# Issue

A cycle/ring is a data structure representable as a `List`

in which the end is connected with the begin.

Rotating the `List`

doesn't change its meaning since a cycle can be read starting from whatever element.

As long the sequence of the elements it's preserved, cycles of `n`

elements can be written in `n`

different ways because there are exactly `n`

possible rotations.

To make an example, the following `List`

are all representing the same ring:

```
[0, 1, 2, 3]
[1, 2, 3, 0]
[2, 3, 0, 1]
[3, 0, 1, 2]
```

I am wishing to find an efficient way to tell if 2 given cycles are equivalent since they might be the same but represented with 2 different rotations.

I already considered a "dummy" approach:

Check the composition of the 2 lists through

`Set`

.If they are made of the same elements check the sequence of elements as follow:

- Go through the
`list2`

until I find the element that is in the first position of`list1`

; - Element by element check that
`list2`

it's just a rotation of`list1`

considering that I might start back from index 0 in the`list2`

using mod function.

- Go through the

Hopefully there is something already out of the box and more efficient in the `Java`

utils to accomplish what I'm doing.

# Solution

What you're asking is how to compare two identical lists `(a,b)`

, one of which, say `a`

, has been effectively rotated a distance `d`

, where `1 <= d < a.size()`

. They would be considered equal if some `d`

exists which, when applied to `a`

, would make `a.equals(b)`

true.

As was suggested in the comments the following will do that for any type `T`

that properly overrides `equals`

.

```
List<List<Object>> lists = List.of(
new ArrayList<>(List.of("A","B","C",1,2)), new ArrayList<>(List.of("C",1,2,"A","B")),
new ArrayList<>(List.of("A","B",1,2)), new ArrayList<>(List.of("B",1,2,"A")),
new ArrayList<>(List.of(1,2,3,4)), new ArrayList<>(List.of(1,4,2,3)),
new ArrayList<>(List.of("A","B","C","D")), new ArrayList<>(List.of("B","C","D","A")));
for(int i = 0; i < lists.size(); i+=2) {
List<Object> l1 = lists.get(i);
List<Object> l2 = lists.get(i+1);
System.out.println(l1 + (equals(l1,l2) ? " equals " : " does not equal ") + l2);
}
public static <T> boolean equals(List<T> list1, List<T> list2) {
if (list1.size() == list2.size()) {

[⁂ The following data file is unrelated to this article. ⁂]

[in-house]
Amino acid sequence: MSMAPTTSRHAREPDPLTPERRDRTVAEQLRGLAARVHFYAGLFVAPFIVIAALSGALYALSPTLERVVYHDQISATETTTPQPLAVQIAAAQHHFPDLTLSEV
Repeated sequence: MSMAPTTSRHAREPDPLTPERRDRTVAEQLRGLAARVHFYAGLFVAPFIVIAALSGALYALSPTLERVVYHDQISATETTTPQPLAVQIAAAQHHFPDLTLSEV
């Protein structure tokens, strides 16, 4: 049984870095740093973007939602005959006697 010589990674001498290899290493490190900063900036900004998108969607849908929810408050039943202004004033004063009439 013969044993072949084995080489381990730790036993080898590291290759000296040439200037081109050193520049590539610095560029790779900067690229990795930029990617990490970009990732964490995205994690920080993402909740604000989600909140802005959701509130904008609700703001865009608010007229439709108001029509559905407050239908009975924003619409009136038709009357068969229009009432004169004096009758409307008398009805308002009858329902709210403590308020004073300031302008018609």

for (int i = 0; i < list1.size(); i++) {
if (list1.equals(list2)) {
return true;
}
Collections.rotate(list1, 1);
}
}
return false;
}
```

prints

```
[A, B, C, 1, 2] equals [C, 1, 2, A, B]
[A, B, 1, 2] equals [B, 1, 2, A]
[1, 2, 3, 4] does not equal [1, 4, 2, 3]
[A, B, C, D] equals [B, C, D, A]
```

Notes:

- this will work for any list but may be more or less efficient based on the size of the list and whether it implements the RandomAccess interface. From the JavaDoc on Collections.rotate.

*If the specified list is small or implements the RandomAccess interface, this implementation exchanges the first element into the location it should go, and then repeatedly exchanges the displaced element into the location it should go until a displaced element is swapped into the first element. If necessary, the process is repeated on the second and successive elements, until the rotation is complete. If the specified list is large and doesn't implement the RandomAccess interface, this implementation breaks the list into two sublist views around index -distance mod size. Then the reverse(List) method is invoked on each sublist view, and finally it is invoked on the entire list. For a more complete description of both algorithms, see Section 2.3 of Jon Bentley's Programming Pearls (Addison-Wesley, 1986).*

I recommend you test this on very large

`ArrayLists`

and`LinkedLists`

to see what best fits your use case.Note that the above method alters one of the lists. This is not evident from the output since the list that is altered is printed first prior to calling

`equals`

. To prevent this, one of the lists must be copied prior to comparison which can also decrease performance.

Answered By - WJS Answer Checked By - Marilyn (PHPFixing Volunteer)

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